Article Archive
Dust Cleaning
Taking a professional approach
Vol. 26 Winter

Combustible dust, (or explosive dust), cleaning, is a required preventative good housekeeping and maintenance program, in manufacturing and production facilities. This minimizes safety hazards, potential flash fires, and catastrophic dust explosions, in addition to maintaining Indoor Air Quality. Combustible dust is fine particulate dust, which is generated from products such as wood, metals, grains, agricultural, chemicals, plastics, paper, and carbonaceous products. The manufacturing and production facilities equipment and machinery, pulverize, mill, grind, crush, macerate, and cut the bulk product. In return, dust is generated, and accumulates on all equipment and facility structure surfaces. The fine powder dust, which is suspended on the higher, inaccessible and unnoticeable surfaces, is the most problematic. Yet the most hazardous, especially when a primary upset or explosion generates a sonic pressure wave that suspends these particles into the path of a flame front (reaction front), which causes a devastating secondary dust explosion.

In addition to the fire and explosion hazards of dust, the industrial hygiene aspect of fine particles can impact and affect, the facility workers health, leading to illnesses, and injuries. The Bureau of Labor Statistics reports that 6.1 percent of private-sector employees suffered 5.7 million workplace injuries and illnesses in 2000. Forty-six percent of those injury cases required days away from work for recuperation or restricted work activity.

J. Paul Leigh of the Stanford Medical Center notes that businesses spend $170.9 billion a year on costs associated with occupational injuries and illnesses — expenditures that come straight out of company profits. Injuries and illnesses increase workers’ compensation and retraining costs, absenteeism, and production faults. They also decrease productivity, morale, and ultimately, profits.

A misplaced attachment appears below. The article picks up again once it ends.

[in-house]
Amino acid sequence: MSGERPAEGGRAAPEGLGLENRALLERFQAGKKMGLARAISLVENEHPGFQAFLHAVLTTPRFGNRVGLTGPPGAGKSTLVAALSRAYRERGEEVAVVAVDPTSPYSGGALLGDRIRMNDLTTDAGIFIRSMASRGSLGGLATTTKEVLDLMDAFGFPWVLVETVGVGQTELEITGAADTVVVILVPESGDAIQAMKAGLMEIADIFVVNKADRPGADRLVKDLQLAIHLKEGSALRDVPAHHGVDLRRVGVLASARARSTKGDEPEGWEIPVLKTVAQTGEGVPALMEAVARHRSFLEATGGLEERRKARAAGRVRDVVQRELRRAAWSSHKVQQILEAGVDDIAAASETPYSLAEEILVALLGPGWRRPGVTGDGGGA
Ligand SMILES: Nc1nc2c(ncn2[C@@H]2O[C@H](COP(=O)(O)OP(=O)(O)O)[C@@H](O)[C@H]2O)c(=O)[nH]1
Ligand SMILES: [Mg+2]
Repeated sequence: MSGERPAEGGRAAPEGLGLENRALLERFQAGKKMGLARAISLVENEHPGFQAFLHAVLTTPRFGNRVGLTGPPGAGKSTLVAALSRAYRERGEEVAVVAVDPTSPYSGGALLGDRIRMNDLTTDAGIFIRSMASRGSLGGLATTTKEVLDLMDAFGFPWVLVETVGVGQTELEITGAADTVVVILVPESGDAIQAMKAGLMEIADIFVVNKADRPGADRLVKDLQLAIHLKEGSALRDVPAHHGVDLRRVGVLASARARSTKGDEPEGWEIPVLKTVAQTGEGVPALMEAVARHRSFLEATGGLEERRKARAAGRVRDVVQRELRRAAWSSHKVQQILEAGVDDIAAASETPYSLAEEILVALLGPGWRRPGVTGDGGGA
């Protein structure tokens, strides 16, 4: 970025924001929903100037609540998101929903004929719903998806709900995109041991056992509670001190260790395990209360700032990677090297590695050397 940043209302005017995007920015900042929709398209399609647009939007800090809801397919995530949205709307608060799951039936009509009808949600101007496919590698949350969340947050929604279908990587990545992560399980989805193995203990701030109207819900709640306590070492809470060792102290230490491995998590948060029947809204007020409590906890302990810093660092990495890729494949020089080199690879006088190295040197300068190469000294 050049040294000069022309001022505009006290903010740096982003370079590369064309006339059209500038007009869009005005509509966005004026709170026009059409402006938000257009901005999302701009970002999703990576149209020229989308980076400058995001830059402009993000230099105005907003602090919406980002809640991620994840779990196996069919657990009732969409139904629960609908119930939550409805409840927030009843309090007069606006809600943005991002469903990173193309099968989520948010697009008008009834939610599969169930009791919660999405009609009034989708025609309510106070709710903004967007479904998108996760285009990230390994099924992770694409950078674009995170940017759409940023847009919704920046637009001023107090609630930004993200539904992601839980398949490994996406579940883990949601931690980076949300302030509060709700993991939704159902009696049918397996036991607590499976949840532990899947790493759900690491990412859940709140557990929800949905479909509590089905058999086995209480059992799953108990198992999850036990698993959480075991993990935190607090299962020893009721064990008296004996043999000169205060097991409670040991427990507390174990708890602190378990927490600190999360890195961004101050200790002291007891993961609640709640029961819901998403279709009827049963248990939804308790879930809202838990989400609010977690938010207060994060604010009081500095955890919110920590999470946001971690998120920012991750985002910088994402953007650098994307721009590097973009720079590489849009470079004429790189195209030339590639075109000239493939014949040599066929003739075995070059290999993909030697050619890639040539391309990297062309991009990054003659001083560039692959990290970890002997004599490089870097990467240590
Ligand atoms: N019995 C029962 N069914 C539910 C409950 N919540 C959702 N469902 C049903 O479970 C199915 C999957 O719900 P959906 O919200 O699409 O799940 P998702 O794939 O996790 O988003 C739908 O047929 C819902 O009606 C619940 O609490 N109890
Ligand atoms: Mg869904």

Fortunately, statistics from injury and illness reports filed with OSHA show that workplaces that establish safety and health management systems reduce their injury and illness costs by 20 to 40 percent.

"In today’s competitive business environment," says OSHA Administrator John L. Henshaw, "the black-and-blue of workplace injuries can be the difference between operating in the black and running in the red."*

High ceiling and surface cleaning, Air Conveyance Cleaning, Dust collector cleaning, Conveyor Belt cleaning, Silo tank cleaning, Lab Fume Hood cleaning, and dust control vacuuming, are some of the services, that may be required to clean the combustible dust. These services help prevent airborne dust and particulates, from accumulating, in the manufacturing and production facilities. These services may also help promote equipment longevity, may decrease utility costs for operating equipment, may increase the brightness of lighting, may stabilize insurance rates, and may allow a greater Return On Investment on manufacturing equipment.

Combustible dust cleaning should be performed by a certified and trained cleaning company. The certified training should be similar to the N.A.D.C.A., I.A.Q.A., O.S.H.A., and I.I.C.R.C. cleaning standards. Additionally, the certified cleaning contractor, should have the proper Industrial and Commercial cleaning equipment. Most importantly is an industrial, explosion-proof, dust collecting H.E.P.A. vacuum, as the main piece of equipment. Broom sweeping and compressed air, is not a viable means of cleaning combustible dust, by the NFPA 654 Combustible Dust Standard. The act of broom sweeping, and compressed air, actually stirs up dust and particulate into the air, which may create more issues with sensitive equipment that provide ignition sources, and possible dust explosions. High reach equipment, such as High reach platforms,

Scissor lifts, articulate booms, scaffolding, fiberglas extension ladders, and fiberglas A-frame ladders for the interior work, are necessary. Standing and portable floodlights may be required for night work, and hard to see areas.

Performing combustible dust cleaning requires several important precautionary measures. The first and most important procedure is safety. Preventing Static Electricity, sparking, and any electrical charge, is the first preventative step. Proper grounding of in-house electrical systems, equipment, forklifts, high reach equipment, vacuums, extension cords, and lighting, is mandatory, by the NFPA 654 Standard.